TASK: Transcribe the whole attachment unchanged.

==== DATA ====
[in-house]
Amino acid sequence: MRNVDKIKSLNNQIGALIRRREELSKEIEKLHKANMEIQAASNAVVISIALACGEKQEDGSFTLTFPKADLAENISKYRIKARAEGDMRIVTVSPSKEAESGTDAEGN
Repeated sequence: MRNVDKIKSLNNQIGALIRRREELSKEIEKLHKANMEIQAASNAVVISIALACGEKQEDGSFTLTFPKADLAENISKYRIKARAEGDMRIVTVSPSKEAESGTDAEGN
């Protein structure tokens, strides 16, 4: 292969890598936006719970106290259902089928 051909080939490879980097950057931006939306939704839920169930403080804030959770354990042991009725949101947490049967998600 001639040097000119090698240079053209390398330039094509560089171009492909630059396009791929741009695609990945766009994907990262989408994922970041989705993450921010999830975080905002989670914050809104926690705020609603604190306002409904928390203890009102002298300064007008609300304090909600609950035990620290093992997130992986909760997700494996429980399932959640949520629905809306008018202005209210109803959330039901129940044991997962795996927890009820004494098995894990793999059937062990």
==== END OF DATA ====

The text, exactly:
[in-house]
Amino acid sequence: MRNVDKIKSLNNQIGALIRRREELSKEIEKLHKANMEIQAASNAVVISIALACGEKQEDGSFTLTFPKADLAENISKYRIKARAEGDMRIVTVSPSKEAESGTDAEGN
Repeated sequence: MRNVDKIKSLNNQIGALIRRREELSKEIEKLHKANMEIQAASNAVVISIALACGEKQEDGSFTLTFPKADLAENISKYRIKARAEGDMRIVTVSPSKEAESGTDAEGN
């Protein structure tokens, strides 16, 4: 292969890598936006719970106290259902089928 051909080939490879980097950057931006939306939704839920169930403080804030959770354990042991009725949101947490049967998600 001639040097000119090698240079053209390398330039094509560089171009492909630059396009791929741009695609990945766009994907990262989408994922970041989705993450921010999830975080905002989670914050809104926690705020609603604190306002409904928390203890009102002298300064007008609300304090909600609950035990620290093992997130992986909760997700494996429980399932959640949520629905809306008018202005209210109803959330039901129940044991997962795996927890009820004494098995894990793999059937062990």